Michigan Supreme Court elevates form over justice: lack of notarization on injury notice means no recovery for seriously-hurt victims
This week the Michigan Supreme Court issued another decision confirming its callous disregard for what most people would consider "justice." It handed down a decision granting summary disposition to governmental defendants who had caused "life-altering" injuries to innocent victims, because their attorneys had not affixed a notarization to their otherwise complete and appropriate notices of injury.
Historically, English kings created the court system and "owned" it; they did not allow litigants to use "their" courts to sue them. The doctrine was called "sovereign immunity" and vestiges of it survived the establishment of democracy in this country. A doctrine that refuses to "share" the cost of injuries--and government-- more broadly, and instead leaves the consequences of government-caused injury solely on the shoulders of the victim seems uniquely undemocratic and unfair, and by the 1980s, the doctrine was being whittled down to more appropriate dimensions.
Statutes and court rulings allowed suit against negligent government actors, although they often required specific notices within short time periods, frequently required a showing of "aggravated" negligence, and occasionally limited the recoverable damages. These limitations were interpreted with common sense an eye toward a just outcome, however, and for example, a government actor alleging a procedural defect was required to show that the defect caused the defendant to be prejudiced.
When extremely conservative Republicans captured Michigan's Supreme Court, however, the Court embarked on a campaign to reverse several decades of precedent and to strengthen the doctrine of "sovereign" or "governmental immunity." Suddenly, road authorities' duty to maintain reasonably safe roads did not include a duty to replace damaged or missing signs; negligent government actors were granted immunity if they were not the "sole" or "primary" cause of an injury; time deadlines were strictly construed and a governmental injury-causing defendant was no longer obligated to show prejudice in order to secure dismissal for a procedural defect. Family members of a seriously-injured victim were denied the right to compensation to a husband or parent. The list could go on for 1,000 words.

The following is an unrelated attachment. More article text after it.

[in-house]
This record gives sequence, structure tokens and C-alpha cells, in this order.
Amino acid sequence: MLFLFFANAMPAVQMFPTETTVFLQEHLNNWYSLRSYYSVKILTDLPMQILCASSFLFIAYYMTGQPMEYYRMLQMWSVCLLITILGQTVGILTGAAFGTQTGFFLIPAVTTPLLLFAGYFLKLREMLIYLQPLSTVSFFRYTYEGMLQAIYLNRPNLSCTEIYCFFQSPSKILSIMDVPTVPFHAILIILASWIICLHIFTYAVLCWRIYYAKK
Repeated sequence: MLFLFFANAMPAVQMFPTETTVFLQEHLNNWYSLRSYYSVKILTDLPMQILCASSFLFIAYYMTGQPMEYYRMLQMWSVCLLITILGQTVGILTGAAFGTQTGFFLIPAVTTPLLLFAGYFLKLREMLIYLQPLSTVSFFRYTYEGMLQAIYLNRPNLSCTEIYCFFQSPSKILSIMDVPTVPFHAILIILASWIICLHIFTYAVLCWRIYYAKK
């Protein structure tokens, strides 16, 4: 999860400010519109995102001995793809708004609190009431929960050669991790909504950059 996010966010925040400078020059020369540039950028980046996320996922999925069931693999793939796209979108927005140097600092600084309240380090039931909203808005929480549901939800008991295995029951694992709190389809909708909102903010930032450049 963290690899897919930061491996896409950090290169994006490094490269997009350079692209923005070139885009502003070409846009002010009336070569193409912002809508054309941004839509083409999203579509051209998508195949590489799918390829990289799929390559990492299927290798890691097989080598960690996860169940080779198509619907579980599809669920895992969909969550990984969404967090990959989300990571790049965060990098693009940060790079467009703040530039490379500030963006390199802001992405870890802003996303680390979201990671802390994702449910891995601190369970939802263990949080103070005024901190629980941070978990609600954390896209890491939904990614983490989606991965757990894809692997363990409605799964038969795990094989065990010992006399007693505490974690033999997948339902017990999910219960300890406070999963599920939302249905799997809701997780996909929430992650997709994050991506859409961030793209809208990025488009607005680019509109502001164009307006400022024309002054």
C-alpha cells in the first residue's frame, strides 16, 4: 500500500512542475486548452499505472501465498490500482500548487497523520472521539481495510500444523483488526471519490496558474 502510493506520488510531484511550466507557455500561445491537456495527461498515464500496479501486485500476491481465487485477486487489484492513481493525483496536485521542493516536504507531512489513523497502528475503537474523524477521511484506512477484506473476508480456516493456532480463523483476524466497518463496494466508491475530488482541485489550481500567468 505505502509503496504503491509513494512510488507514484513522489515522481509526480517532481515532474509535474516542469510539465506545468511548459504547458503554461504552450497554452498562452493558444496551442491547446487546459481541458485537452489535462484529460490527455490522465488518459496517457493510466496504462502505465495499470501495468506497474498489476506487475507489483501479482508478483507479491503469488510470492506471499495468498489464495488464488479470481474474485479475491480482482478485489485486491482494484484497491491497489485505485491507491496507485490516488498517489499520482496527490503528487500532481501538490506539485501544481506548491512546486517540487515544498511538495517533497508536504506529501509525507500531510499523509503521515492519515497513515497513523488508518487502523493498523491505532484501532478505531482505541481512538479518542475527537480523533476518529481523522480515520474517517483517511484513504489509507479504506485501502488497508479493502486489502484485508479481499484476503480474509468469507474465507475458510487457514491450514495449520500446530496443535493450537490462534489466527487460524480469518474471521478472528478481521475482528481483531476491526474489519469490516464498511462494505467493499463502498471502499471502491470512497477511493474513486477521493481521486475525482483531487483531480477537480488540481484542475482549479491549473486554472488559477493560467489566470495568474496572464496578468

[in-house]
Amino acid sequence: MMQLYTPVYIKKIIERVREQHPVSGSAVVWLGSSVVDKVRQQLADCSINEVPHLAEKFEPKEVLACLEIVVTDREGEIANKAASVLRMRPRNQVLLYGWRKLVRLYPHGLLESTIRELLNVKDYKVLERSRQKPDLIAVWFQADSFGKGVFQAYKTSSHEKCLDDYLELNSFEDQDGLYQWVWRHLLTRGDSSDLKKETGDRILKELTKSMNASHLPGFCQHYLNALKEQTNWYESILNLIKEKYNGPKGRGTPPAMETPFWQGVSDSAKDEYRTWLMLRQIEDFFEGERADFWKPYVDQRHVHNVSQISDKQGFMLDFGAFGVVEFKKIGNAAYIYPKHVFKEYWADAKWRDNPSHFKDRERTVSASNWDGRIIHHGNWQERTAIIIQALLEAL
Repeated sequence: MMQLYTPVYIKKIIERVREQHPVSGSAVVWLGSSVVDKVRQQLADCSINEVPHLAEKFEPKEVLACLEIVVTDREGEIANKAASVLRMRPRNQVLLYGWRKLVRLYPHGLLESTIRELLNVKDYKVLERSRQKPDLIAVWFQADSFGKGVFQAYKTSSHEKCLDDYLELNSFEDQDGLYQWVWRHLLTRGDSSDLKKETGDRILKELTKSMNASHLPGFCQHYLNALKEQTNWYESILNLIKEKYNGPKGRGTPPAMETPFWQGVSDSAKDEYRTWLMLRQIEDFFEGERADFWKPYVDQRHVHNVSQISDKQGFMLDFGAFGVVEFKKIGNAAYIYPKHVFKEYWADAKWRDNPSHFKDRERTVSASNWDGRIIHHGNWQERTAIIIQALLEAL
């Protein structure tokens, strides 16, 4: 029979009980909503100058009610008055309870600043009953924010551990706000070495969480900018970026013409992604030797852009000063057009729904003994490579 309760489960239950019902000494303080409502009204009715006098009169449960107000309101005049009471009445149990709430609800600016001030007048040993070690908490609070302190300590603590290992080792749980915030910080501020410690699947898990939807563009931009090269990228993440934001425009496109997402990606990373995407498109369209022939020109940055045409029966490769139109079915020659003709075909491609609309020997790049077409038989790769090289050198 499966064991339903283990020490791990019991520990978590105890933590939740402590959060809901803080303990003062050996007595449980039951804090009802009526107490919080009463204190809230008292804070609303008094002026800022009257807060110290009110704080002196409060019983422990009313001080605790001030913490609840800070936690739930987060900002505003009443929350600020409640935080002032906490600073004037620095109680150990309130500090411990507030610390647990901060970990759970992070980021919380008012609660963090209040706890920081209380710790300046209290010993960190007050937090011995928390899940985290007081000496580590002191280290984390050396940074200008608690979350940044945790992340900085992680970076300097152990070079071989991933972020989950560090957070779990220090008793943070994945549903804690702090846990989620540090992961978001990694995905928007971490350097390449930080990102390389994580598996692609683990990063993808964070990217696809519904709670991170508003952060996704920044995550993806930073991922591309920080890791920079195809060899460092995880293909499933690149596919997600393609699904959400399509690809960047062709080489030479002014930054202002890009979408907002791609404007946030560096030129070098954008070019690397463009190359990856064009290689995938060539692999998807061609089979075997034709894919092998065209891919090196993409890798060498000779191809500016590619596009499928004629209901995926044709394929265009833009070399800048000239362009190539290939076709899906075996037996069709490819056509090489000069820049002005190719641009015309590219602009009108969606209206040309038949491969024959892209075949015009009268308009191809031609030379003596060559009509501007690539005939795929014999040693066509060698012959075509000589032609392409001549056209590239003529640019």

This week, the Supreme Court pushed "sovereign immunity" one step further. It reversed the Court of Appeals and summarily disposed of the injury claims of two women who were innocent victims of governmental actors' negligence. Michelle Fairley and Lori Stone were both hurt in car accidents caused by governmental employees. In both cases, their attorneys filed detailed, timely notices exhaustively explaining the facts of the collisions and the clients' injuries. They did not, however, affirm on the notices that the content had been "verified" by an "officer authorized to administer oaths."
The Court held that this failure to "strictly comply" with the notice statute must result in the permanent dismissal of both women's claims, regardless of whether the governmental defendant objected to the notice or suffered any prejudice. The Court allowed no avenue for correction and no method for cure: it elevated, once more, a sphincter-tightening respect for its strict reading of statute over the legitimate claims of innocent women who suffered "life-altering" injuries. It comes as no surprise that one of these Justices recently chastised a Grand Traverse County Circuit Judge for allowing his "subjective sense of justice" to cause him to repudiate an unjust outcome.
We've fallen to a pitiful state of affairs in our overly-politicized, party-dominated, dark money-subsidized court system.